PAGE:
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(Pocket-lint) - Samsung is doing a good job for many of its devices. The Note 3 is one of our favourite phones, and the Note 2 10.1 was a tablet that we expected not to like, but ended up adoring. A new year must bring a new Note, and that is the updated Galaxy Note 10.1 2014 Edition.

What does the Samsung Galaxy Note 10.1 2014 Edition offer that might tempt you? It houses more powerful hardware, delivers some new specs and hangs on the hope that it will be chosen for its inclusion of S Pen for multiple input options over the other typically hands-on-only options on the market. There's also a new design and, of course, more up-to-date software - although, not the latest Android KitKat operating system at launch.

But all this comes at a price. And one of the bigger questions is whether the Note 10.1 deserves its fairly hefty price tag. We've been playing with one to find out.

Design update

One of the things we noticed about the new Note was the updated look Samsung has given the device. It's a lot more modern now. On the old device, everything was quite chunky and rounded. The opposite is true now, it feels more slimline and the edges are square now, giving it a look very much like the Note 3 smartphone.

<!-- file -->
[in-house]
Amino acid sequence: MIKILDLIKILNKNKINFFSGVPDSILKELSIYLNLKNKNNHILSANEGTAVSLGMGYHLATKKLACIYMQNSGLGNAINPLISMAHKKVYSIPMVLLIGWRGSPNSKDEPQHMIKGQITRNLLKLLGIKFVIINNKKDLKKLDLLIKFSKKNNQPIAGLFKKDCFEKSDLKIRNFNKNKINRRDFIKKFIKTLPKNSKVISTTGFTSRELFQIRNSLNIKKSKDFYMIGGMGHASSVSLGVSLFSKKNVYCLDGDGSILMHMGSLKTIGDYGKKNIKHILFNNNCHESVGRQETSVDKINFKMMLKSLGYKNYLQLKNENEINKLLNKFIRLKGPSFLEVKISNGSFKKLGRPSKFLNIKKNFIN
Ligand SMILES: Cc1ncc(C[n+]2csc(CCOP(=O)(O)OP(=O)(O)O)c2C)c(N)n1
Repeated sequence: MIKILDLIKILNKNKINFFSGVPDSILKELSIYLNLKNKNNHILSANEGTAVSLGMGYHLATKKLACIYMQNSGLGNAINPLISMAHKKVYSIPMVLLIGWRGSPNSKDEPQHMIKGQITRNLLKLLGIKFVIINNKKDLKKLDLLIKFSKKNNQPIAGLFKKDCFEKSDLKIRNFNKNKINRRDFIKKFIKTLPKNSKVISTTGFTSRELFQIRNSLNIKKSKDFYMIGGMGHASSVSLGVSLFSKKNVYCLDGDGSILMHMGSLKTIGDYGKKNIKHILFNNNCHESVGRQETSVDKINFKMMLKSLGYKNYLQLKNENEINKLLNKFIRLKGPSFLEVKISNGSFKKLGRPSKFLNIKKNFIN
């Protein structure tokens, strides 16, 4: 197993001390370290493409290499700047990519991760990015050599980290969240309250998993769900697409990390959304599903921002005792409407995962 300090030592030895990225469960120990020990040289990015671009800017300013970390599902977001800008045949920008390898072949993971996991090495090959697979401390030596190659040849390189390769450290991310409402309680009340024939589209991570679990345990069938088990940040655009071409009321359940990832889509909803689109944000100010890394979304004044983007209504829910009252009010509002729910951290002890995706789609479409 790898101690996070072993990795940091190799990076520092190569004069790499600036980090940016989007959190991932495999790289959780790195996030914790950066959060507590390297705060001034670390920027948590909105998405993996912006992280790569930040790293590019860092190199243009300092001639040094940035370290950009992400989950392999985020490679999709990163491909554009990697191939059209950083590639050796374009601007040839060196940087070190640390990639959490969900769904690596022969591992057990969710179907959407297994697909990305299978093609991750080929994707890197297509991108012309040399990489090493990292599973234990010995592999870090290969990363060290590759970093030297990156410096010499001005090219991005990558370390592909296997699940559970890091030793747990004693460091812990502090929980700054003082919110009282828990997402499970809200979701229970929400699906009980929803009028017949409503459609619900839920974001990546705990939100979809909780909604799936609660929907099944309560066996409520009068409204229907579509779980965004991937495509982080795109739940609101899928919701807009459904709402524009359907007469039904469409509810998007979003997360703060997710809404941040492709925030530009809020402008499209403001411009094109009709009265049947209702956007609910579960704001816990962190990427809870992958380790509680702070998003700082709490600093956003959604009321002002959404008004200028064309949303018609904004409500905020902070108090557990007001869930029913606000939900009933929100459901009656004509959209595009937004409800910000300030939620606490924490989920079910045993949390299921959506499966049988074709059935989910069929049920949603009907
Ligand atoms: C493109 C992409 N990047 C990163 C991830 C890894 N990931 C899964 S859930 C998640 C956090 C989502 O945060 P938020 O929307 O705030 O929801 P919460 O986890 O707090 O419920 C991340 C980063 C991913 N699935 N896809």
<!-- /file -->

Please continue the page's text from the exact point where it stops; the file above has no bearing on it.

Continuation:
READ: Samsung Galaxy Note 3 review

Also carried over from the Note 3 is that faux leather rear cover, complete with faux stitching, all made out of plastic. We don't mind this look, but some people absolutely hate it. It's also worth remembering that you can't change it on this device, unlike on the Note 3.

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The usual array of Samsung controls are on the front - the large home button, alongside the "back" and the context sensitive menu control. In this updated Note, it's interesting that the speakers have moved from forward-facing to side-mounted, which potentially reduces the quality of the sound, and does make them liable to be interrupted by your hands.

S Pen improvements

We've always loved the pen input on the full-sized Note devices. After all, it makes a lot more sense on a device this size, especially if you're a graphic designer or artist. We use it most for writing notes, because we have roughly the same artistic talent as a chewed bone. Even so, drawing with the kids or just doodling is a massive amount of fun on this device. While Apple has shown the world how to make devices that work brilliantly with the finger, there are some things where the pen is just mightier.